Based on information from Bowen Family Systems Theory, other research and workshop experiences
Human anxiety shows up in a limited number of ways, which is helpful for a facilitator. We can use the list that follows to determine when anxiety is causing the difficulties we see and act in ways that help the system—and the individuals within it—to calm down.
Distance is the primary symptom of a system in distress. Distance means inappropriate distance: Someone isn’t interacting with someone else so as to avoid confrontation or a difficult or painful interaction. Delay in responding is mild distancing. In extreme examples, someone cuts themselves off completely. Inappropriate distance can also be too much closeness or intimacy. For example, someone who hovers or asks intimate questions and makes revelations that are inappropriate to the situation or stage of the relationship.
Blame is another sign of anxiety. The opposite of blaming someone is accepting responsibility for your contribution. Criticism is a mild form of blame. Scapegoating someone is the extreme. In all its versions, blaming is simply telling yourself a story about who someone is. When blaming comments surface, it is an opportunity to point out that there could be another “kinder story”. It may not be any more true. But it will be easier to live with. For example, the group was observing a herd of horses and one horse walked up close to another horse that was eating hay off the ground. The horse eating walked away. One participant said, “that horse is a bully and mean. Now the first horse can’t finish his breakfast.” That is one story. Another story could be that the second horse was really hungry and the first horse was full. This is where a facilitator’s horsemanship knowledge has to take a back seat. Participants are becoming aware that the stories they tell may or may not be accurate. It is not about herd behavior based on horsemanship.
Over-functioning is when you are in someone else’s business. You are doing their job, their thinking, even trying to live their lives for them. It’s doing more than the situation or relationship requires. Most of us are prone to some version of this. Although one’s motives may be good, over-functioning always leads to under-functioning in the person you are trying to help. An example is the boss who stays late to correct a subordinate’s work rather than confront or fire them. In our workshops, we see this with care partners who step in to answer for the person living with dementia or take over an activity to make sure it’s done “right”.
Under-functioning is doing less than what the situation or relationship requires. In systems, under-functioning and over-functioning show up as a pair. Opposing muscle pairs are a good way to picture this: when opposing muscles are working in tandem, both are flexible and strong enough to tackle situations requiring exertion. When one muscle in a pair gets weak or injured, the other muscle takes over, leading to dysfunctional movement patterns, weakness and pain. In our workshops, we see this with people living with dementia who may need more time to figure something out but allow the care partner to take over. Under-functioning also occurs with care partners who are overwhelmed and talk about feeling “stuck” or unable to “move forward”.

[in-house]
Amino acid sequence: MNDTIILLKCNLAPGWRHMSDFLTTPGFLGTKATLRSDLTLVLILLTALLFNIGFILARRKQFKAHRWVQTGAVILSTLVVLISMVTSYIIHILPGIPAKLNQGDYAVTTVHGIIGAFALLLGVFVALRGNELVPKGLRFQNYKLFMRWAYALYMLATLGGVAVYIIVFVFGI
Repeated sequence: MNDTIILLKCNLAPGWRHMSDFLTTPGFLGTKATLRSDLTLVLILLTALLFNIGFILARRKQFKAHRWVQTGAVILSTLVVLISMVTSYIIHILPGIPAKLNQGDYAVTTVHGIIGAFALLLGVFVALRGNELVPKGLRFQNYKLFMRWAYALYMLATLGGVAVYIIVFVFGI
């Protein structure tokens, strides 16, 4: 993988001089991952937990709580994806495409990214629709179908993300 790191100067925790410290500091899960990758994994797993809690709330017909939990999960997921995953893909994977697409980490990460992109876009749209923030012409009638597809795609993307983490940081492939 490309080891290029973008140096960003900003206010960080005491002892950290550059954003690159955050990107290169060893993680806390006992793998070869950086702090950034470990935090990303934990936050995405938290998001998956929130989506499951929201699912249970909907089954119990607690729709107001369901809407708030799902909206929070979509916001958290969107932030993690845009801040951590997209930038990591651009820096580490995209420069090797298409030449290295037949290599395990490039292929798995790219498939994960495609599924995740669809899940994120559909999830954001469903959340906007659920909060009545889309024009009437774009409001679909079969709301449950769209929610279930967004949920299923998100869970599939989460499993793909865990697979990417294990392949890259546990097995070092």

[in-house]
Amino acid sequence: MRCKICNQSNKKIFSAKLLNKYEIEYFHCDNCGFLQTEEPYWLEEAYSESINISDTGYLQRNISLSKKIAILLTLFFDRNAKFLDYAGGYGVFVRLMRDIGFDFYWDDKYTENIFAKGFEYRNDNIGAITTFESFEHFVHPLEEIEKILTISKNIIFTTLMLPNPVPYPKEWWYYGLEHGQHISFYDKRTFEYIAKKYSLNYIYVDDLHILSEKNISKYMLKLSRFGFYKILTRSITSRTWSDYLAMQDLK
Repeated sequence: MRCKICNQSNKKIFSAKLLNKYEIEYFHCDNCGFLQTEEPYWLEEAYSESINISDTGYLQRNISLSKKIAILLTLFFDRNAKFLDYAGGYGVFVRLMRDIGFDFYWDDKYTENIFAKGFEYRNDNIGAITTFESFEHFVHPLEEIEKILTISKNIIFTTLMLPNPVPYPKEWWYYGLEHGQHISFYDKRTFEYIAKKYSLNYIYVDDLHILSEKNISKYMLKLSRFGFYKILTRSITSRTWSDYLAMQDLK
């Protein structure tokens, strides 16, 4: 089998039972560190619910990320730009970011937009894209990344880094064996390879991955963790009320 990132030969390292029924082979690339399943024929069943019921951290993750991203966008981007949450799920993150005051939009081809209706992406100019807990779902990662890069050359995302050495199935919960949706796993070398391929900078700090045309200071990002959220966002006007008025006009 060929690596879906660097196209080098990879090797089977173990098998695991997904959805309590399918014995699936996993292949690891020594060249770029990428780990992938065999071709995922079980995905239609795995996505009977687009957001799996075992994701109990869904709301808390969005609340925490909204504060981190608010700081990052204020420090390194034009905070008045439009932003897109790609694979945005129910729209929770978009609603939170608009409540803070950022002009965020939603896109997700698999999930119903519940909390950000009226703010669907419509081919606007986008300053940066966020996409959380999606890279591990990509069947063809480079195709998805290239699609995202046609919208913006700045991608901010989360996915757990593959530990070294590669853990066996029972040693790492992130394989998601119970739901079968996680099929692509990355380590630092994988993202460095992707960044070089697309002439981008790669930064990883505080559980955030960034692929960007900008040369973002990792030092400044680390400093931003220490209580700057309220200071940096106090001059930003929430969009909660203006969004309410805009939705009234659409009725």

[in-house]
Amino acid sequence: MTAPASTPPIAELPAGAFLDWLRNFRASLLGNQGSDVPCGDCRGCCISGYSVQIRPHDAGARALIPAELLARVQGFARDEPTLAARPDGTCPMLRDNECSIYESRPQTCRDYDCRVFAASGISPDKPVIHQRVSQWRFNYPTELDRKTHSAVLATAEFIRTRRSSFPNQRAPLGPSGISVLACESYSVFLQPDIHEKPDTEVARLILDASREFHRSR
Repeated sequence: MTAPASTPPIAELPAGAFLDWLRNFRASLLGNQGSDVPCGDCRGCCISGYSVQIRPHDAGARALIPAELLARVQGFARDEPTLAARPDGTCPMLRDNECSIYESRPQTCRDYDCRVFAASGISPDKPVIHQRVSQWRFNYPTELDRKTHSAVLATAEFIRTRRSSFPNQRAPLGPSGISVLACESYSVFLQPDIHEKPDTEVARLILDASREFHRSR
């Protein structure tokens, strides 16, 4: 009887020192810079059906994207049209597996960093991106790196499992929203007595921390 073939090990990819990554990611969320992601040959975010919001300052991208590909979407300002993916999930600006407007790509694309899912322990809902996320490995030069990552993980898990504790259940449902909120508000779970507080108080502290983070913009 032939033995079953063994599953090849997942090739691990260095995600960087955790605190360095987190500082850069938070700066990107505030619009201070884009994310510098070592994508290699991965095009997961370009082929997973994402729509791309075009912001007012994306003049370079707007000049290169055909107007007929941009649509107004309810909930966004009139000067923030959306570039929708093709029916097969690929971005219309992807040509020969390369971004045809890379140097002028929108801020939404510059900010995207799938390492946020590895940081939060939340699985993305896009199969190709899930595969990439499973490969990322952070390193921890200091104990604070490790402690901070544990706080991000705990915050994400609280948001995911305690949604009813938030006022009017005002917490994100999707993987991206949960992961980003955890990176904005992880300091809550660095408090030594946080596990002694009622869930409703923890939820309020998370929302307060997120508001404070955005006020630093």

Gossip or “Triangling” is the practice of talking about someone rather than to them. It’s a primary tool of a system with more anxiety than it can manage. If I am anxious about talking to my colleague Tim, I go instead to my office friend Betty and tell her what a jerk Tim is being. I feel better, Betty feels worse and Tim has no idea why Betty is treating him differently. If Betty does not know to help Tim and me talk it through, the triangling can work through an entire department, leading to an entrenched difference of opinion that is very difficult to understand and resolve.
The same thing can happen in a family system. If I am anxious about my partner’s mental status and have had difficulty raising the topic with her, I will find someone who can help me think through what to do. Although this triangle is meant to be constructive, it is still evidence of anxiety in the system.
You may see all of these anxiety symptoms in the participants during a Connected Horse program. It is tempting to think that you know how to correct or improve them with advice or by bringing a participant’s awareness to what they are or are not doing. But our intervention will almost always be judgmental and too much for the system we are trying to affect.
Horses are better at this than we are. In fact, they are geniuses at showing people in a system how to shift. Horses exhibit none of the five symptoms of anxiety. They show us through their behaviors:
When a horse is responding to a participant, it is best for you as facilitator not to step into the space with a comment or eye contact with the horse, or even be in the direct physical space, assuming it is a safe situation. Once facilitators engage the participant or the horse, they become part of the system and that breaks the connection between members of the system.